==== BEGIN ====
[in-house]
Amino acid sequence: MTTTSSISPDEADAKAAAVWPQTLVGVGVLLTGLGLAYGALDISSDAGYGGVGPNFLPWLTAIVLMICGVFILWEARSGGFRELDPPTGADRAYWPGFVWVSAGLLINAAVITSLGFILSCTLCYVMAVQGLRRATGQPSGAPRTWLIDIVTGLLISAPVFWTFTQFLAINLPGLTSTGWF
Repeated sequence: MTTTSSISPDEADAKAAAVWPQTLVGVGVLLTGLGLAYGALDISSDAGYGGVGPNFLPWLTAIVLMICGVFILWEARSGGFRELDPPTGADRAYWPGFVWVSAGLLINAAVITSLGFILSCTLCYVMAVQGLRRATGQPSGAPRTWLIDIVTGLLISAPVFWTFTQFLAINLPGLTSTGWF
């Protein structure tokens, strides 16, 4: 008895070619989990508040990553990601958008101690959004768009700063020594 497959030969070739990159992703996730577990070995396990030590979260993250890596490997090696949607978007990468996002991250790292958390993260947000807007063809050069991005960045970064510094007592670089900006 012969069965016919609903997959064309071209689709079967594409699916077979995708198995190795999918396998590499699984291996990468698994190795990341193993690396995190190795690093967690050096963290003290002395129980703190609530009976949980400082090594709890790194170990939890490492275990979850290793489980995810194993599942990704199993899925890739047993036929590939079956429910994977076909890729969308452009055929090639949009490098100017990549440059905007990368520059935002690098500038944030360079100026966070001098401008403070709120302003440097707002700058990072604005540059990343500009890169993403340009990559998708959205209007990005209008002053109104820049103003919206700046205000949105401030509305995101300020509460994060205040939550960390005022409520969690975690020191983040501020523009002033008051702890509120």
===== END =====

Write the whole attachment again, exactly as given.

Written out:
[in-house]
Amino acid sequence: MTTTSSISPDEADAKAAAVWPQTLVGVGVLLTGLGLAYGALDISSDAGYGGVGPNFLPWLTAIVLMICGVFILWEARSGGFRELDPPTGADRAYWPGFVWVSAGLLINAAVITSLGFILSCTLCYVMAVQGLRRATGQPSGAPRTWLIDIVTGLLISAPVFWTFTQFLAINLPGLTSTGWF
Repeated sequence: MTTTSSISPDEADAKAAAVWPQTLVGVGVLLTGLGLAYGALDISSDAGYGGVGPNFLPWLTAIVLMICGVFILWEARSGGFRELDPPTGADRAYWPGFVWVSAGLLINAAVITSLGFILSCTLCYVMAVQGLRRATGQPSGAPRTWLIDIVTGLLISAPVFWTFTQFLAINLPGLTSTGWF
């Protein structure tokens, strides 16, 4: 008895070619989990508040990553990601958008101690959004768009700063020594 497959030969070739990159992703996730577990070995396990030590979260993250890596490997090696949607978007990468996002991250790292958390993260947000807007063809050069991005960045970064510094007592670089900006 012969069965016919609903997959064309071209689709079967594409699916077979995708198995190795999918396998590499699984291996990468698994190795990341193993690396995190190795690093967690050096963290003290002395129980703190609530009976949980400082090594709890790194170990939890490492275990979850290793489980995810194993599942990704199993899925890739047993036929590939079956429910994977076909890729969308452009055929090639949009490098100017990549440059905007990368520059935002690098500038944030360079100026966070001098401008403070709120302003440097707002700058990072604005540059990343500009890169993403340009990559998708959205209007990005209008002053109104820049103003919206700046205000949105401030509305995101300020509460994060205040939550960390005022409520969690975690020191983040501020523009002033008051702890509120």